• We will try to help students who are bullied.
  • We will make it a point to include students who are easily left out.
  • If we know someone is being bullied, we will tell an adult at school and an adult at home.

It’s not enough to simply post these rules. They must be actively enforced. Students must understand what each rule means, how to help those who are being bullied, and the consequences if rules are broken. Students must know exactly what to do in case of victimization, and must feel safe reporting incidents to educators and parents. Students must feel confident that once a report is made, an adult will handle the situation effectively.

A smart supplement to an anti-bullying program is an anonymous tip line. For example, using the Safe School Helpline® (a product of Security Voice, Inc.), students, parents, staff, and community members can report any threat to student safety, from weapon possession to drug use. Security Voice also provides a live, 24-7 suicide helpline, which students can use to speak with licensed psychologists to get needed support.

Keep the program strong with regular communication and feedback.

Handing out packets of program materials and hoping teachers read them offers little chance of program success. Instead, educators should be carefully coached and encouraged to refine their skills over time. The Olweus program recommends teachers meet regularly to share best practices. Regular follow-up questionnaires can reveal the classrooms where interventions are working, and where more effort is needed to create a safe and welcoming school climate.

Regular discussions keep lines of communication open between students and educators. And parents and community members stay informed with take-home program materials.

Commit to change over the long term.

As with any major issue, lasting change doesn’t happen overnight. And because schools deal with many competing priorities, an anti-bullying program may be easy to brush aside. A program like Olweus can take as many as six months to launch. Schools are encouraged to implement for a minimum of three years for true transformation. But the payoff is well worth the commitment: schools with less bullying tend to see test scores rise and dropout rates sink.

“One-time events, such as rallies, and awareness campaigns, like theme weeks, are fun,” says Dr. Snyder. “They might get people talking that week. But they don’t lead to change. Full-scale transformation requires digging in to your organization systems and developing policies and procedures that, over time, become habit. Positive organizational change takes time.”

Says Dr. Snyder, “As long as you’re committed and moving toward changing outcomes, you’re on the right track.”

Above all, schools must remain committed. What happens to vulnerable children if there are bullying prevention efforts one year, but not the next? The techniques that work well at one school may fall flat at another. Fortunately, many programs can be customized to meet schools’ unique needs. According to Dr. Snyder, program leaders needn’t worry about setbacks, bumps in the road, or lack of instant change. If these steps are followed sincerely, results will come with time.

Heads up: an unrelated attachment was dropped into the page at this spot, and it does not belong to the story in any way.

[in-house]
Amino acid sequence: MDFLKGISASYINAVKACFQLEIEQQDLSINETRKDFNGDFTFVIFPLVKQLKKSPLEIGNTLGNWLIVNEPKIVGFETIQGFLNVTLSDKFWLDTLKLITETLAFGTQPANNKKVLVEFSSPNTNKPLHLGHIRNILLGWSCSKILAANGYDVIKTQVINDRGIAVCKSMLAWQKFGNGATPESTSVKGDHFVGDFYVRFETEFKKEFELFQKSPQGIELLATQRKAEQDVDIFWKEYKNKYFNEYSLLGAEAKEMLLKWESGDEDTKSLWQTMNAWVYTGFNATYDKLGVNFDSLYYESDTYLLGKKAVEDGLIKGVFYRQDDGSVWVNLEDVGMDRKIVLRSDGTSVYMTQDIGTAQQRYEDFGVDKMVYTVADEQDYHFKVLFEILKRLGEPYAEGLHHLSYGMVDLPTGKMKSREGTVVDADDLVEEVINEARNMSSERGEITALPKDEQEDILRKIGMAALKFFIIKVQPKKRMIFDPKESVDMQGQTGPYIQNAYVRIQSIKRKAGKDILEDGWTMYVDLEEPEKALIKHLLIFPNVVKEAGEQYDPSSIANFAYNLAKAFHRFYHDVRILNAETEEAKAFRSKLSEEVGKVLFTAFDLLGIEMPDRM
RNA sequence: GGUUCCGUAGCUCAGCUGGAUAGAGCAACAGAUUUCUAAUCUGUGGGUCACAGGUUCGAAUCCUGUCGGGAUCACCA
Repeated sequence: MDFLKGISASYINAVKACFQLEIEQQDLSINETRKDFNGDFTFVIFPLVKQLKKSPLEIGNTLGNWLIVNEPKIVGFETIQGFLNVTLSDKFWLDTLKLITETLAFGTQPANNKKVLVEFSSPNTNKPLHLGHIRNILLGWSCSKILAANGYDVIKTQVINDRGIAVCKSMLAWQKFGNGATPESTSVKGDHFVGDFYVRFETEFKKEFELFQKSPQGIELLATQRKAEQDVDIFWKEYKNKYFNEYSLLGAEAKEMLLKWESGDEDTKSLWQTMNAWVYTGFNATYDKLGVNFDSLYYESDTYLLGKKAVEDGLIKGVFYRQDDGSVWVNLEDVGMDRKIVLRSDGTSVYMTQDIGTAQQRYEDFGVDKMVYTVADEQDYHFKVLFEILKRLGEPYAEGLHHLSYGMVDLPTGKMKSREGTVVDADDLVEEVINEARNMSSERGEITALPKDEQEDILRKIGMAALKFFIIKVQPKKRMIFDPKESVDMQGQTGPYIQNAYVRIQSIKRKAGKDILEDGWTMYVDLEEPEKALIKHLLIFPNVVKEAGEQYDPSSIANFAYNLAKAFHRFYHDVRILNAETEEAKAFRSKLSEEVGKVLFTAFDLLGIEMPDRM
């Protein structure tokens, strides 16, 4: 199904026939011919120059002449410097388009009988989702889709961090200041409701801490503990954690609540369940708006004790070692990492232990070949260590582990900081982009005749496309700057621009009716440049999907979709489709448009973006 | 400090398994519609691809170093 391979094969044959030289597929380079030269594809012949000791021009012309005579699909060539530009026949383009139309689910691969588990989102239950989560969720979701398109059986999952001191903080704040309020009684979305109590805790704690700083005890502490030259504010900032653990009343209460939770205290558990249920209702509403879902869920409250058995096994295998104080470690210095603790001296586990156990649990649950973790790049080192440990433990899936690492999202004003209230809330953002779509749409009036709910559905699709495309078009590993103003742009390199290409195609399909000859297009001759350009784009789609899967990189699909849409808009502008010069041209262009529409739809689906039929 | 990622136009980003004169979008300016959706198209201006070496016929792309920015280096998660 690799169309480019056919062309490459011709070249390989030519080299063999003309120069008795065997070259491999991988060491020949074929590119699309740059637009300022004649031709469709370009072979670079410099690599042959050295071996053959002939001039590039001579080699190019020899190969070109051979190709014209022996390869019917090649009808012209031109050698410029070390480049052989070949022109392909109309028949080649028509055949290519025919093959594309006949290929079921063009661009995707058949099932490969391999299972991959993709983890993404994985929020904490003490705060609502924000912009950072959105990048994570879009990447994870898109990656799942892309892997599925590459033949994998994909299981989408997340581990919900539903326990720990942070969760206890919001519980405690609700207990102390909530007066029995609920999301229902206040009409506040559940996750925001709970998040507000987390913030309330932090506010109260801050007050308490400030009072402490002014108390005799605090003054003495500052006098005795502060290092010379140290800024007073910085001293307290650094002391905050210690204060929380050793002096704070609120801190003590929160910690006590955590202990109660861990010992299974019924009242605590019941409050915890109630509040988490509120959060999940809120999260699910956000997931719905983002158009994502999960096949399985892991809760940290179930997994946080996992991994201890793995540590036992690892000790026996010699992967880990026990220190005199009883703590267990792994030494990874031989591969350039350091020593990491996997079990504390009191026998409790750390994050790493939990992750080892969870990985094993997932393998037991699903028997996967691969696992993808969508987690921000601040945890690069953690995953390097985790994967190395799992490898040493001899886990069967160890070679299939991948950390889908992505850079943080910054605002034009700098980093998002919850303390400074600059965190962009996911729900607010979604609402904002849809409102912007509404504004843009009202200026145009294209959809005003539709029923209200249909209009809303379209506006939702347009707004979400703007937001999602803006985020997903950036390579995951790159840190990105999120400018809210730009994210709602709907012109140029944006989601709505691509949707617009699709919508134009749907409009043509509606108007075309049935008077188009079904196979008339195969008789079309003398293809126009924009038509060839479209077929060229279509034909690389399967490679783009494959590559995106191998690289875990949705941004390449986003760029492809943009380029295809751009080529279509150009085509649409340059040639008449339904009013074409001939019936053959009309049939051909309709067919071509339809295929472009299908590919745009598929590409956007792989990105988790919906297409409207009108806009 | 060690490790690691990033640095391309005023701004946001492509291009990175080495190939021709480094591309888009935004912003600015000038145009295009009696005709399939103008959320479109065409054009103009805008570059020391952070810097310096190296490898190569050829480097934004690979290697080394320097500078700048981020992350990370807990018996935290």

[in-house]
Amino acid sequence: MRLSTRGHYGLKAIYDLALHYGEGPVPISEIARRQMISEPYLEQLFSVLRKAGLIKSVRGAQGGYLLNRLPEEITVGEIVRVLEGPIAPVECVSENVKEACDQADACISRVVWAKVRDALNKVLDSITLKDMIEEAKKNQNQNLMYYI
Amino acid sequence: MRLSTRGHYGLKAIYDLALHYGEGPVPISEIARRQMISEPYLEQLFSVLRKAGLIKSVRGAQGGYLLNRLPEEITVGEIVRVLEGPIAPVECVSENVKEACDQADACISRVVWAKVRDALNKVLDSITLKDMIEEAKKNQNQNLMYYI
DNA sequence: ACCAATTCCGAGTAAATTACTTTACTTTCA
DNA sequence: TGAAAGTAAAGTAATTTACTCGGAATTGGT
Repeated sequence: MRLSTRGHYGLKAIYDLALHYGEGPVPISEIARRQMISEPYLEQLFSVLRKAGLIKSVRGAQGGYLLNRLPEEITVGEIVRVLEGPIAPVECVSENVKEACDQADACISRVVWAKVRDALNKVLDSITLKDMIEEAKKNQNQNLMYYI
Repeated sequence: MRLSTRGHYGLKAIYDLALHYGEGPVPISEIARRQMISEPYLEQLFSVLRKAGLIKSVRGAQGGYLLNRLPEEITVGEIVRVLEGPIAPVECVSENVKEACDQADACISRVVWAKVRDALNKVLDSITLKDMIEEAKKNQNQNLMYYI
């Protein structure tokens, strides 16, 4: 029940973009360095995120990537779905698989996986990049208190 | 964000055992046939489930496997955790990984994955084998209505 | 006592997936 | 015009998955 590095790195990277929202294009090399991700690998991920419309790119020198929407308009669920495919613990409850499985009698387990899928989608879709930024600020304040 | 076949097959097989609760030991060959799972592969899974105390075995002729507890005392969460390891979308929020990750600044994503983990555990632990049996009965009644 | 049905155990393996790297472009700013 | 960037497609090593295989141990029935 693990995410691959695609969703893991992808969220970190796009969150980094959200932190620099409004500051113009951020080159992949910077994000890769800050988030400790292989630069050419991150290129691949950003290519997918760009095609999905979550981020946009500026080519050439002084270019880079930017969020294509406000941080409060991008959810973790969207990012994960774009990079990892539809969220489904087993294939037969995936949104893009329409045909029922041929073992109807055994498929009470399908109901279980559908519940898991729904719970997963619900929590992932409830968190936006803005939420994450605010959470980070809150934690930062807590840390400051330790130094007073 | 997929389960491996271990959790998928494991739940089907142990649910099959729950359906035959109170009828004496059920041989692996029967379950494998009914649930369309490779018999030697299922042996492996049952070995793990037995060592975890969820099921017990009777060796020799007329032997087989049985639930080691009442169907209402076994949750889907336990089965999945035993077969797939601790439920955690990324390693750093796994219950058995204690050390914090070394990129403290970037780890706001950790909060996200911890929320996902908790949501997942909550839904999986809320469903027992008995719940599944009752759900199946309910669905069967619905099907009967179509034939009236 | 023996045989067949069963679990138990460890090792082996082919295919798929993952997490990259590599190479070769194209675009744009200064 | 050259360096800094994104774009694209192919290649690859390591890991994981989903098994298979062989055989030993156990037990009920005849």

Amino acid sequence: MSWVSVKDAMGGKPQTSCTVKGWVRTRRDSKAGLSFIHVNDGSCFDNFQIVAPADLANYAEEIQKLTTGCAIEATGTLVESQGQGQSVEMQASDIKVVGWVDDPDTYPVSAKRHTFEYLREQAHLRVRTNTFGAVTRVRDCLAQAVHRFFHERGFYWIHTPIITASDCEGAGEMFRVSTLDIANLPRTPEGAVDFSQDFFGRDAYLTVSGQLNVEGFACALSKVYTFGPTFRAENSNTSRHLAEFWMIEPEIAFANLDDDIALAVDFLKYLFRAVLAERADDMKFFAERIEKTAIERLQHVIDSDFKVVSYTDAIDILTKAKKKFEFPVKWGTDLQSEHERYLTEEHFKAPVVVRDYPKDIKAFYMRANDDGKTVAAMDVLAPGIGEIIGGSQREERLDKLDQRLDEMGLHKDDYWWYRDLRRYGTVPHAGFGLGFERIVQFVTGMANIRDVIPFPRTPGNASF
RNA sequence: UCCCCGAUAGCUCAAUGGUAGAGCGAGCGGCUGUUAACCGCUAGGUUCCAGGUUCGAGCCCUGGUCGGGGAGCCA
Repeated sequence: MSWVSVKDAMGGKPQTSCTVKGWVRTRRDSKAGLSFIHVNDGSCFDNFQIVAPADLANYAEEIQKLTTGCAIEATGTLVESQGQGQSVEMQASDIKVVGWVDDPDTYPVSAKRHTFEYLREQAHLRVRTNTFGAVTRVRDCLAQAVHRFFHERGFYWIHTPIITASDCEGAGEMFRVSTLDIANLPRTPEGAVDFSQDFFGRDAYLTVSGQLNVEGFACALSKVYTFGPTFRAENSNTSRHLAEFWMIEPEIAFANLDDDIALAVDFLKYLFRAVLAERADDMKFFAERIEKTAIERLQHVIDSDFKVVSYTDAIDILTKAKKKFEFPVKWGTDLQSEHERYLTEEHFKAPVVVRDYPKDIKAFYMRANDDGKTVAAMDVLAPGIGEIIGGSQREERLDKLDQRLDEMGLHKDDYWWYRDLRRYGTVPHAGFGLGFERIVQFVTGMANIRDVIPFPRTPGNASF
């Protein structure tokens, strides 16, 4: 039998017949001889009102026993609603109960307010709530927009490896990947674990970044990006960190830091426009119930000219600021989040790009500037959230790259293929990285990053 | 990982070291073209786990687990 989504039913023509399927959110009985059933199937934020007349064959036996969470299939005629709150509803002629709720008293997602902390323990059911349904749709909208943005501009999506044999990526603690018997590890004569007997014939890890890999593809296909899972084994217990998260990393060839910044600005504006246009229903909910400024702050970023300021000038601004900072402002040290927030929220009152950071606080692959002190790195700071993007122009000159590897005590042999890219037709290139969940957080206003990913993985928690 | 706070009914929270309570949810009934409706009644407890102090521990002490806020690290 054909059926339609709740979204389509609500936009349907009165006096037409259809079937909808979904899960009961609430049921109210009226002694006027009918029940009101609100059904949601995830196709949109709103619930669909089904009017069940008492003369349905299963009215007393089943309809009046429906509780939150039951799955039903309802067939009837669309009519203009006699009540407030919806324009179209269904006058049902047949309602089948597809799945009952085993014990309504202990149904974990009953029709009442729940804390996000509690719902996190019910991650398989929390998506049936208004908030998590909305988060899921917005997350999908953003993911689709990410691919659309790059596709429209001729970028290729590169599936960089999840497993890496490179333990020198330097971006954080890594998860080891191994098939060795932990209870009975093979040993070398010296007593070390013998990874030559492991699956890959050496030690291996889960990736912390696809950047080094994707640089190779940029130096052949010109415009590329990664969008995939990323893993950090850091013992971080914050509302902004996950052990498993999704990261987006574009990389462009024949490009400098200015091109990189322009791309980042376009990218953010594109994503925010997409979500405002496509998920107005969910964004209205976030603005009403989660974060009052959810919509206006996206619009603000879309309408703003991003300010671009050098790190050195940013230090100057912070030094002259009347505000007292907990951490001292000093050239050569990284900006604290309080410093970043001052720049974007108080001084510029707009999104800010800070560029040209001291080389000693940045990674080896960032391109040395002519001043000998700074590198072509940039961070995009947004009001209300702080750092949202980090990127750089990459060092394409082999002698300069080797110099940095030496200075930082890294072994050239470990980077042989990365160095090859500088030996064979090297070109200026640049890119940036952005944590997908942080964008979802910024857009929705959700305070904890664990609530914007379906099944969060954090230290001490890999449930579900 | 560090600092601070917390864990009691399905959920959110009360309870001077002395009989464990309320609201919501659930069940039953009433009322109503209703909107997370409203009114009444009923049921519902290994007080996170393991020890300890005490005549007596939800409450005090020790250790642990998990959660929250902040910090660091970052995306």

About One Call Now

When Messages Matter

One Call Now is America’s largest message notification provider, with 20 percent of American households depending on the company for messages that protect, inform, and engage. Schools nationwide use One Call Now to send messages to thousands of staff and parents simultaneously. One Call Now is proud to support the mission of educators through partnerships with the Olweus Bullying Prevention Program, sponsorship of The Million T-Shirt March Against Bullying, free levy calls for schools, and, One Call Now’s national summer reading program designed to stop the summer reading slide in elementary schools. One Call Now also offers access to the Safe School Helpline® to its clients for $1 per student. For more information, please visit

About the Olweus Bullying Prevention Program

The Olweus Bullying Prevention Program (OBPP) is the most well-known and best-researched anti-bullying program in the world. Based on the work of Norwegian psychologist Dr. Dan Olweus, the program is supported by more than 35 years of research and results. OBPP is a “whole-school” program, emphasizing the need for school- classroom-, individual-, and community-level support to ensure program success. For more information, please visit


Hazelden Foundation (2007). Olweus Bullying Prevention Program: Scope and Sequence. Available at THIS LINK.

The Highmark Foundation. (2012).The cost benefit of bullying prevention: A first-time analysis of savings. Center for Health Promotion and Disease Prevention, Windber Research Institute. Available at THIS LINK

Ttofi, M. M., Farrington, D. P. & Baldry, A. C. (2008). Effectiveness of programmes to reduce school bullying. Swedish National Council for Crime Prevention. Available at THIS LINK.


Topics: education, K-12